primary social studies

Evolution of the Primary School Social Studies Curriculum in Singapore: From ‘Moulding’ Citizens to Developing Critical Thinkers

"Most educators in democratic societies are of the view that citizenship education is crucial for the continued existence of a society. There is, however, a lack of agreement about what the goals and purposes of citizenship education should be. Most researchers agree that Social Studies is utilised for three primary purposes, viz., socialisation into the norms of society; acquisition of disciplinary concepts and processes; and the promotion of critical or reflective thinking (Ross, 2006). In Singapore, Social Studies is an important vehicle for citizenship education in Singapore. This paper examines the development of Social Studies as a subject for citizenship education in primary schools and shows that the purpose of Social Studies has for many years, focused on socialising the young into the norms of Singapore society. The primary goal has been the development of moral, law abiding and patriotic citizens. This goal has remained constant although towards the 21st century, there is recognition of a need to include the development of critical thinking in the Social Studies. This, however, is still a fledgling goal and more deliberate effort is required to achieve this. "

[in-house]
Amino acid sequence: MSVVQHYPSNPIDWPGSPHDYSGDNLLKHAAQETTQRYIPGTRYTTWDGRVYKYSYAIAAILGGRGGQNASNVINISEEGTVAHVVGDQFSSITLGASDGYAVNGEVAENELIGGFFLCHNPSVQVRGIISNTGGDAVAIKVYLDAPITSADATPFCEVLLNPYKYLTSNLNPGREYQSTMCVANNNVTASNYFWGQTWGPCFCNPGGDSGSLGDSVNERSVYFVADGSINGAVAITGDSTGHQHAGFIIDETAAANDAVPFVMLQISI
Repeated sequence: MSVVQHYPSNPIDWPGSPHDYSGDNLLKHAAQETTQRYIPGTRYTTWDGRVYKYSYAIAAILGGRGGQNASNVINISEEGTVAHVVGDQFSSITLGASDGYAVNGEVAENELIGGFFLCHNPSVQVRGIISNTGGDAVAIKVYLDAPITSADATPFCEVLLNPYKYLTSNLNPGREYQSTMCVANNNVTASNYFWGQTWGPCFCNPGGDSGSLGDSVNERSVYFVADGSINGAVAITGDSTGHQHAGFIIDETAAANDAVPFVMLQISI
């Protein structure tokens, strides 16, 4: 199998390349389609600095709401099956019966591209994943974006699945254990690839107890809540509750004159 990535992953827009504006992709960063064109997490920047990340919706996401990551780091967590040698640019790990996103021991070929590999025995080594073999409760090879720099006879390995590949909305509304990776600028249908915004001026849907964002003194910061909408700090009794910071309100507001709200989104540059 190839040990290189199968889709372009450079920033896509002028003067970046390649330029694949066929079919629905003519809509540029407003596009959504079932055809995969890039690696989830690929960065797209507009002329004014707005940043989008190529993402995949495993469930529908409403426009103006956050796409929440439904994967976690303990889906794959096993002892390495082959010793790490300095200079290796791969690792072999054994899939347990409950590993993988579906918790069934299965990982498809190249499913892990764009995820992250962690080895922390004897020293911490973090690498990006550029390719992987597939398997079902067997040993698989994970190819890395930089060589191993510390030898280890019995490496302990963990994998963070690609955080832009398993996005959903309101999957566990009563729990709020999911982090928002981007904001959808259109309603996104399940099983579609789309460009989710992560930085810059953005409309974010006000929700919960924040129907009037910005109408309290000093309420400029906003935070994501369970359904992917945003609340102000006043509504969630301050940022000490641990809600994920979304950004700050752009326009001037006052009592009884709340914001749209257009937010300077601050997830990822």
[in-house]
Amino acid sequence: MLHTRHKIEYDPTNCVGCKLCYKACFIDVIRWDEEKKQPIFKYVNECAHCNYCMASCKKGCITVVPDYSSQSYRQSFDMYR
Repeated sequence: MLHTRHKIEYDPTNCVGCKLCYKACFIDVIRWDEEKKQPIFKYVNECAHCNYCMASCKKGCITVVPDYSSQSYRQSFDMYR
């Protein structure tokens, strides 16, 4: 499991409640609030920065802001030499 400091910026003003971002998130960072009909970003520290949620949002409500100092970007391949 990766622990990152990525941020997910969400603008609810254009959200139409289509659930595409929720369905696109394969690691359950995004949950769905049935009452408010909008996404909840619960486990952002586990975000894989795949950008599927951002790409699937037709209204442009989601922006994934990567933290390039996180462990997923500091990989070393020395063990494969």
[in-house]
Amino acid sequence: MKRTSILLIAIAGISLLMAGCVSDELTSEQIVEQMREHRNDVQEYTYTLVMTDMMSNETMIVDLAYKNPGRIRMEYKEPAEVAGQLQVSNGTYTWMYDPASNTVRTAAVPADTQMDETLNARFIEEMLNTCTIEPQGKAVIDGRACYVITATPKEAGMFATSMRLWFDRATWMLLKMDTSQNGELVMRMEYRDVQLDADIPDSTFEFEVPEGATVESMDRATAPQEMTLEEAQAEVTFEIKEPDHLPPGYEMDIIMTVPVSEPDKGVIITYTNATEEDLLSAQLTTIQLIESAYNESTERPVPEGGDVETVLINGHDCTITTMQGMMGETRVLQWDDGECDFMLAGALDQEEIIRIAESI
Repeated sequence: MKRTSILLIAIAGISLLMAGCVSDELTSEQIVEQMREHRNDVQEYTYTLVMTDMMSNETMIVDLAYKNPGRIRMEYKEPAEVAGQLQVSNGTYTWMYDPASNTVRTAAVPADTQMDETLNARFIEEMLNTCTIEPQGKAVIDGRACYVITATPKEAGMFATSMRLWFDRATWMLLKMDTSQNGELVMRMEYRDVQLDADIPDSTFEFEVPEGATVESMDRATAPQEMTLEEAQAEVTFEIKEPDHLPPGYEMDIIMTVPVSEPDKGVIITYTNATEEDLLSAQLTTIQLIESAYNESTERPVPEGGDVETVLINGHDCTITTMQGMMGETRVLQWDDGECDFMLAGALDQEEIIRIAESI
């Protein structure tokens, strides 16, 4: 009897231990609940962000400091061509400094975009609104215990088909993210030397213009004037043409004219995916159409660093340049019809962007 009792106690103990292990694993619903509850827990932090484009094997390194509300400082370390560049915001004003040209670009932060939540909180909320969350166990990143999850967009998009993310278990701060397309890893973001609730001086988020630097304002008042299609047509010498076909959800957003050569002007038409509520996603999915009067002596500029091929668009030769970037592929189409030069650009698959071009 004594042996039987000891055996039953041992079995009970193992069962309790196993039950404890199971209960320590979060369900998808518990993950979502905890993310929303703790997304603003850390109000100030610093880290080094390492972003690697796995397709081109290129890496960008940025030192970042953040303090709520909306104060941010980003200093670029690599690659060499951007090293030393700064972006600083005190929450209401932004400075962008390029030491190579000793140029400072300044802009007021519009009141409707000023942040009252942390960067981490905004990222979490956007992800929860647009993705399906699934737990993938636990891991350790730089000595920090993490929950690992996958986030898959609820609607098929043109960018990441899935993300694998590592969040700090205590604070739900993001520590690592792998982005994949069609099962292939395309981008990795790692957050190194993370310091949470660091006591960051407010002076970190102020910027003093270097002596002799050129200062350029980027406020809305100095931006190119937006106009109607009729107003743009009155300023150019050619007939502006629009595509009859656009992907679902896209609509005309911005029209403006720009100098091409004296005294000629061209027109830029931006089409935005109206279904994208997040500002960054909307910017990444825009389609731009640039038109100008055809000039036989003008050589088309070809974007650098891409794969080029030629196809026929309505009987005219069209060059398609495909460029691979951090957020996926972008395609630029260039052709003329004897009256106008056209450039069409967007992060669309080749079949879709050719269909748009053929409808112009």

What is History Teaching?

"This article looks at the nature of history and how we can teach history as a discipline. It suggests several steps that teachers may want to use to teach history as an investigation as well as how doing history in the field."

Using Stories for Teaching Primary Social Studies

"This article is a revisit of the author’s previous paper, Sim (2004): Storytelling for Social Studies in the Primary Classroom, published in the Teaching and Learning journal. The author revisits the rationale for storytelling in social studies, the differences between story reading and storytelling, and how to choose a story and tell it. The author also includes an extended list of suitable stories for primary social studies and suggests ways of integration into lessons. What is new in this paper is the introduction of two additional approaches for using stories in teaching. These approaches are the shared book approach and the integrated biographical inquiry. Under the shared book approach, the role of questioning is emphasized and elaborated. Suitable classroom examples are also included to help teachers apply the new approaches in class. "